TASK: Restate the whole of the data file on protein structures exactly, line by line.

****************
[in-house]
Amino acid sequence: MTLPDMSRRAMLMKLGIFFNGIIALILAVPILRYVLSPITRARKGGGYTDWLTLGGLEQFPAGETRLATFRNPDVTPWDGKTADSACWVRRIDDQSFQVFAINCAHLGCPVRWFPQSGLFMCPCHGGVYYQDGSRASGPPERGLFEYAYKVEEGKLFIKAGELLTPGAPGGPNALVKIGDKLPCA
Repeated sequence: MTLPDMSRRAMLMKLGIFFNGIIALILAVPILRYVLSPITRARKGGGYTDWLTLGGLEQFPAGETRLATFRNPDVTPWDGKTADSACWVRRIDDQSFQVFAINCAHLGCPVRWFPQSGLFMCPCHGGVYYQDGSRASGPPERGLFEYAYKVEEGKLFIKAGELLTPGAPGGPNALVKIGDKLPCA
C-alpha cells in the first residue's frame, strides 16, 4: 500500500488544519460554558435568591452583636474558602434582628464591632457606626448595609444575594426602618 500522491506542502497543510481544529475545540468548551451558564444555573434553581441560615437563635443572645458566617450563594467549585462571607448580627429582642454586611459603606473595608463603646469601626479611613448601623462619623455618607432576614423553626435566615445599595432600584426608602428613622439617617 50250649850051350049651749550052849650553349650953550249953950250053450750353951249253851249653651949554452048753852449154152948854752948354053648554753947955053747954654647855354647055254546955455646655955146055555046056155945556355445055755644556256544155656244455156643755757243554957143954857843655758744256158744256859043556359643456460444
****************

[in-house]
Amino acid sequence: MTLPDMSRRAMLMKLGIFFNGIIALILAVPILRYVLSPITRARKGGGYTDWLTLGGLEQFPAGETRLATFRNPDVTPWDGKTADSACWVRRIDDQSFQVFAINCAHLGCPVRWFPQSGLFMCPCHGGVYYQDGSRASGPPERGLFEYAYKVEEGKLFIKAGELLTPGAPGGPNALVKIGDKLPCA
Repeated sequence: MTLPDMSRRAMLMKLGIFFNGIIALILAVPILRYVLSPITRARKGGGYTDWLTLGGLEQFPAGETRLATFRNPDVTPWDGKTADSACWVRRIDDQSFQVFAINCAHLGCPVRWFPQSGLFMCPCHGGVYYQDGSRASGPPERGLFEYAYKVEEGKLFIKAGELLTPGAPGGPNALVKIGDKLPCA
C-alpha cells in the first residue's frame, strides 16, 4: 500500500488544519460554558435568591452583636474558602434582628464591632457606626448595609444575594426602618 500522491506542502497543510481544529475545540468548551451558564444555573434553581441560615437563635443572645458566617450563594467549585462571607448580627429582642454586611459603606473595608463603646469601626479611613448601623462619623455618607432576614423553626435566615445599595432600584426608602428613622439617617 50250649850051350049651749550052849650553349650953550249953950250053450750353951249253851249653651949554452048753852449154152948854752948354053648554753947955053747954654647855354647055254546955455646655955146055555046056155945556355445055755644556256544155656244455156643755757243554957143954857843655758744256158744256859043556359643456460444